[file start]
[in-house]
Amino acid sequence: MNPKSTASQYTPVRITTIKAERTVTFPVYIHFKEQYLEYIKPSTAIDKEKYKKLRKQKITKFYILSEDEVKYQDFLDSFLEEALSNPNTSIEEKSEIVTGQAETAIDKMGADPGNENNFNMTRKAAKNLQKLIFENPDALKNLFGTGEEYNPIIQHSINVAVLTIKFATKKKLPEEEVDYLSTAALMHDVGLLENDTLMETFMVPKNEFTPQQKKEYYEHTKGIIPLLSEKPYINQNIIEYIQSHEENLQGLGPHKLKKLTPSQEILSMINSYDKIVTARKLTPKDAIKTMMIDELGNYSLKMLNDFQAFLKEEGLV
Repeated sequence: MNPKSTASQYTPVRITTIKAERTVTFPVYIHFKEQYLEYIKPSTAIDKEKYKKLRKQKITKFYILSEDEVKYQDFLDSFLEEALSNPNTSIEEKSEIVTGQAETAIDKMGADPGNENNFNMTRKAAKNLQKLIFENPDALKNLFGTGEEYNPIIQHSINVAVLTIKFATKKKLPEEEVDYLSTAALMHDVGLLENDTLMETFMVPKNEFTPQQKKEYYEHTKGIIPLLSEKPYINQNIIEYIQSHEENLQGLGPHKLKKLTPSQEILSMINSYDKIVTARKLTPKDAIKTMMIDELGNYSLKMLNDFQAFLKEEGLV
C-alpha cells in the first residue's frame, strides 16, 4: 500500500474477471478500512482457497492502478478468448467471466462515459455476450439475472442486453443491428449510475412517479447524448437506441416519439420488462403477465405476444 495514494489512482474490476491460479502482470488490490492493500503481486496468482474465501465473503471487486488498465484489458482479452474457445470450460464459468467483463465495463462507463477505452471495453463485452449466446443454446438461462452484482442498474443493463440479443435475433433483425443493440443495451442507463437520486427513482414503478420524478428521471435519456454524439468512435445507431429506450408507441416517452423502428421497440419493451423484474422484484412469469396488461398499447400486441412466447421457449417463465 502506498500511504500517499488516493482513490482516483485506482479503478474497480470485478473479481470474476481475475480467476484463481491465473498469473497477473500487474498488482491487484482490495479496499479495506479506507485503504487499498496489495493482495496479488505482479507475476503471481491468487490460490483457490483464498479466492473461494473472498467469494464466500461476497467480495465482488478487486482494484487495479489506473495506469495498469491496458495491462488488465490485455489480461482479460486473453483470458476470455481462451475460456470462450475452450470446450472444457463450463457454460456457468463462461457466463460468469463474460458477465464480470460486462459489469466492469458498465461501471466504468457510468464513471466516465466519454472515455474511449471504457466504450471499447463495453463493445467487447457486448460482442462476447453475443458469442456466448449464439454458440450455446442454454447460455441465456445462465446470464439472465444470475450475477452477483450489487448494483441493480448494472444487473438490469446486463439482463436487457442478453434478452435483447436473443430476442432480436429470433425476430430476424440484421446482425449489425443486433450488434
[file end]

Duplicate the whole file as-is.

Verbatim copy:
[in-house]
Amino acid sequence: MNPKSTASQYTPVRITTIKAERTVTFPVYIHFKEQYLEYIKPSTAIDKEKYKKLRKQKITKFYILSEDEVKYQDFLDSFLEEALSNPNTSIEEKSEIVTGQAETAIDKMGADPGNENNFNMTRKAAKNLQKLIFENPDALKNLFGTGEEYNPIIQHSINVAVLTIKFATKKKLPEEEVDYLSTAALMHDVGLLENDTLMETFMVPKNEFTPQQKKEYYEHTKGIIPLLSEKPYINQNIIEYIQSHEENLQGLGPHKLKKLTPSQEILSMINSYDKIVTARKLTPKDAIKTMMIDELGNYSLKMLNDFQAFLKEEGLV
Repeated sequence: MNPKSTASQYTPVRITTIKAERTVTFPVYIHFKEQYLEYIKPSTAIDKEKYKKLRKQKITKFYILSEDEVKYQDFLDSFLEEALSNPNTSIEEKSEIVTGQAETAIDKMGADPGNENNFNMTRKAAKNLQKLIFENPDALKNLFGTGEEYNPIIQHSINVAVLTIKFATKKKLPEEEVDYLSTAALMHDVGLLENDTLMETFMVPKNEFTPQQKKEYYEHTKGIIPLLSEKPYINQNIIEYIQSHEENLQGLGPHKLKKLTPSQEILSMINSYDKIVTARKLTPKDAIKTMMIDELGNYSLKMLNDFQAFLKEEGLV
C-alpha cells in the first residue's frame, strides 16, 4: 500500500474477471478500512482457497492502478478468448467471466462515459455476450439475472442486453443491428449510475412517479447524448437506441416519439420488462403477465405476444 495514494489512482474490476491460479502482470488490490492493500503481486496468482474465501465473503471487486488498465484489458482479452474457445470450460464459468467483463465495463462507463477505452471495453463485452449466446443454446438461462452484482442498474443493463440479443435475433433483425443493440443495451442507463437520486427513482414503478420524478428521471435519456454524439468512435445507431429506450408507441416517452423502428421497440419493451423484474422484484412469469396488461398499447400486441412466447421457449417463465 502506498500511504500517499488516493482513490482516483485506482479503478474497480470485478473479481470474476481475475480467476484463481491465473498469473497477473500487474498488482491487484482490495479496499479495506479506507485503504487499498496489495493482495496479488505482479507475476503471481491468487490460490483457490483464498479466492473461494473472498467469494464466500461476497467480495465482488478487486482494484487495479489506473495506469495498469491496458495491462488488465490485455489480461482479460486473453483470458476470455481462451475460456470462450475452450470446450472444457463450463457454460456457468463462461457466463460468469463474460458477465464480470460486462459489469466492469458498465461501471466504468457510468464513471466516465466519454472515455474511449471504457466504450471499447463495453463493445467487447457486448460482442462476447453475443458469442456466448449464439454458440450455446442454454447460455441465456445462465446470464439472465444470475450475477452477483450489487448494483441493480448494472444487473438490469446486463439482463436487457442478453434478452435483447436473443430476442432480436429470433425476430430476424440484421446482425449489425443486433450488434